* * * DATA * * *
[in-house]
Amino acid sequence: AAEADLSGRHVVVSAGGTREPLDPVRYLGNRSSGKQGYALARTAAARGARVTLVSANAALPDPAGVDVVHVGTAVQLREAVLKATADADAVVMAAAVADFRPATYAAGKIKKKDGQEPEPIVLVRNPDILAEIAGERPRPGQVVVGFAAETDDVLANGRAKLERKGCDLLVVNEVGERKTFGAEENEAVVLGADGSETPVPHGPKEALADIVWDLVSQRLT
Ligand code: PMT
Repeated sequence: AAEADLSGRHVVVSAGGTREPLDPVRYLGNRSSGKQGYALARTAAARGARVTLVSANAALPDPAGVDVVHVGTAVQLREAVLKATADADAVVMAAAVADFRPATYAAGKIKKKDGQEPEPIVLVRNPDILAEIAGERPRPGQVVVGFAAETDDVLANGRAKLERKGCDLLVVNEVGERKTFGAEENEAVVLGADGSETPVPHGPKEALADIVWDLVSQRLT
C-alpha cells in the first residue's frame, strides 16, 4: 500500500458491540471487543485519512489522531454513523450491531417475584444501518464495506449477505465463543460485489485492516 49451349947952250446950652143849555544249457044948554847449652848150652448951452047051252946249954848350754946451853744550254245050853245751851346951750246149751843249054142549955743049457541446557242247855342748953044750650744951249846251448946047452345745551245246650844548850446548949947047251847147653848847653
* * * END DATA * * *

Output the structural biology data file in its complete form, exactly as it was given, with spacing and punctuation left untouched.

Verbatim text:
[in-house]
Amino acid sequence: AAEADLSGRHVVVSAGGTREPLDPVRYLGNRSSGKQGYALARTAAARGARVTLVSANAALPDPAGVDVVHVGTAVQLREAVLKATADADAVVMAAAVADFRPATYAAGKIKKKDGQEPEPIVLVRNPDILAEIAGERPRPGQVVVGFAAETDDVLANGRAKLERKGCDLLVVNEVGERKTFGAEENEAVVLGADGSETPVPHGPKEALADIVWDLVSQRLT
Ligand code: PMT
Repeated sequence: AAEADLSGRHVVVSAGGTREPLDPVRYLGNRSSGKQGYALARTAAARGARVTLVSANAALPDPAGVDVVHVGTAVQLREAVLKATADADAVVMAAAVADFRPATYAAGKIKKKDGQEPEPIVLVRNPDILAEIAGERPRPGQVVVGFAAETDDVLANGRAKLERKGCDLLVVNEVGERKTFGAEENEAVVLGADGSETPVPHGPKEALADIVWDLVSQRLT
C-alpha cells in the first residue's frame, strides 16, 4: 500500500458491540471487543485519512489522531454513523450491531417475584444501518464495506449477505465463543460485489485492516 49451349947952250446950652143849555544249457044948554847449652848150652448951452047051252946249954848350754946451853744550254245050853245751851346951750246149751843249054142549955743049457541446557242247855342748953044750650744951249846251448946047452345745551245246650844548850446548949947047251847147653848847653